Right Reasoning: S. I. Hayakawa, Charles Sanders Peirce and the Scientific Method

Article excerpt

Shawn Taylor *

IN "The Aims and Tasks of General Semantics: Implications of the Time-Binding Theory," S. I. Hayakawa (1906-1992) distinguishes between three orientations --prescientific, antiscientific, and scientific -- and what implication each orientation holds for the prospect of human agreement (1951 & 2001). Similar themes that Hayakawa's article addresses can be found in an essay written more than six decades earlier by the nineteenth-century American logician and mathematician, Charles Sanders Peirce (1839-1914). Peirce (pronounced "purse") is widely considered to be one of the most original thinkers in the history of philosophy and the greatest philosopher the United States has ever produced (Brent 1993, p.xiv; Popper 1972, p.212). Among his many and varied accomplishments, he is best known for writing the founding documents of American pragmatism, "a method," Peirce tells us, "of ascertaining the meaning of hard words and abstract conceptions" (CP, vol.5, par.464) (1).

Peirce sought to understand the meaning of words and concepts according to their practical significance. Hayakawa sought to explore the relationship between words, human thought, and practical action. Peirce's original work in semiotics is by far the most thoroughgoing and sustained early attempt to give an account of signs and their interrelations. When assessing the truth or falsehood of an idea, Peirce held that what matters most is the consequences that follow from the idea, as distinguished from the idea itself. Peirce, like Hayakawa, believed that of all the methods available for analyzing various kinds of claims, assertions, beliefs, and ideas, only one method has a distinct advantage over all others in addressing humankind's common problems, and that is the method of science.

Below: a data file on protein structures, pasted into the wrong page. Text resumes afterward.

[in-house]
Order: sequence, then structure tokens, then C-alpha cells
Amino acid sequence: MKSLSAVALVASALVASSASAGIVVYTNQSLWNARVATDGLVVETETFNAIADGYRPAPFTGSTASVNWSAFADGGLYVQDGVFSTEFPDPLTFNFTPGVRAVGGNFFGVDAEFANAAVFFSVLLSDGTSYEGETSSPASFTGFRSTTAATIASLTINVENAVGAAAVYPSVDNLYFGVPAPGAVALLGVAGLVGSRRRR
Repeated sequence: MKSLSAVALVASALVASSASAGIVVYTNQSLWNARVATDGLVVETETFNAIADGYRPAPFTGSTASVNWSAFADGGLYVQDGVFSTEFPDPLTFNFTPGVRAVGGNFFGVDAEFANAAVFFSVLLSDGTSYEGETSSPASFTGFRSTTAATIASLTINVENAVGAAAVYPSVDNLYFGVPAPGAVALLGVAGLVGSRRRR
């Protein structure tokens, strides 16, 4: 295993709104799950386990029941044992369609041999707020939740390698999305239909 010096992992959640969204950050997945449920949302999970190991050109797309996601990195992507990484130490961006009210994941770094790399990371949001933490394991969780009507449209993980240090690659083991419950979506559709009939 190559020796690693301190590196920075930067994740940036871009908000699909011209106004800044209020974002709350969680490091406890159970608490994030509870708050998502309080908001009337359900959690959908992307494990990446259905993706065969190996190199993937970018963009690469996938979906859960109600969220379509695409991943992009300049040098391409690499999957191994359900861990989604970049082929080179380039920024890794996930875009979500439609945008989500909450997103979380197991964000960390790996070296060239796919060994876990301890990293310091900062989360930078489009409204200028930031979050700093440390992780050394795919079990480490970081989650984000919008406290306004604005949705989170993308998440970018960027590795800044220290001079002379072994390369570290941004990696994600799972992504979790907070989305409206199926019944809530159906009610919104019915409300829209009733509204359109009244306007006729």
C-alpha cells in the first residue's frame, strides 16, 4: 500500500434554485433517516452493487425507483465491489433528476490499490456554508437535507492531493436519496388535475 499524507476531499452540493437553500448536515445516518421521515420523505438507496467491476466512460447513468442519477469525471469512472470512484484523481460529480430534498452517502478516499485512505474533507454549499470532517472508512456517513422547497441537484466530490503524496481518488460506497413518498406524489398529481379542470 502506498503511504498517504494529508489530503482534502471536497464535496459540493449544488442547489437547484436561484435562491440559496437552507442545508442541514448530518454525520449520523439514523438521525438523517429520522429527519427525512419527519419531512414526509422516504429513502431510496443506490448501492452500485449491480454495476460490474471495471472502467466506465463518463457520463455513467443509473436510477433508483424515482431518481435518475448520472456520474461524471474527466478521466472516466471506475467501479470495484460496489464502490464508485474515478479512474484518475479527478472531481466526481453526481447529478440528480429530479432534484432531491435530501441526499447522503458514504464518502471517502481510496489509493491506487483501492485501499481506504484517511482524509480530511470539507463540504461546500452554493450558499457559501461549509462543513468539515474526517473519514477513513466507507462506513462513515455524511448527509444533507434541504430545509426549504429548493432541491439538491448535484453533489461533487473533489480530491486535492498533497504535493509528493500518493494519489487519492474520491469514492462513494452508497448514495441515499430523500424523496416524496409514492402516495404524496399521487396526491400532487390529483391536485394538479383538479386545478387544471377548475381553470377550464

Peirce's Four Methods of Fixing Belief

In his now famous 1887 article, "The Fixation of Belief," Peirce examines four ways that people form beliefs. For Peirce, "fixation" means quite literally the prevalent tendency of people to "fix on" to certain opinions or beliefs. Similarly, Peirce employs the word "belief" as "that which a man is prepared to act" (Wiener 1958, p.91).

1. Tenacity. The first method of fixing belief is what Peirce calls the method of tenacity. This method operates most simply and directly when a person forms an opinion and stubbornly clings to it, despite all external influences. Facts and experiences that do not accord with one's beliefs are discarded in favor of those with which one feels most comfortable. This is akin to what Hayakawa called "wishful thinking" or what Mark Twain satirically referred to as "corn-pone" opinions (Anderson 1972, p.5). It can be seen operating where fervent beliefs, once formed, permit little to no outer verification or falsification. Like that of the proverbial ostrich with its head in the sand, this method is a welcome refuge from the rigors of individual thought and decision.

2. Authority. The second method, the method of authority, differs from the first in that it commands assent through institutional means. This method, Peirce explains, "has ... been one of the chief means of upholding correct theological and political doctrines." These kinds of beliefs are enforced through the "will of the state," a ruling aristocracy, an organized guild, or a professional priesthood (CP, vol.5, par.379). The purpose of such institutions, in large measure, is to instill "correct" beliefs. This is accomplished through systematic indoctrination to keep the population in ignorance of everything that may create doubt. The method of authority is similar to Hayakawa's orientation of dependency, in which statements are accepted based on some form of authority, be it a parent, sacred text, political or religious leader (p.179). As history has shown, dissenters who question such systems of belief are often dealt with harshly. …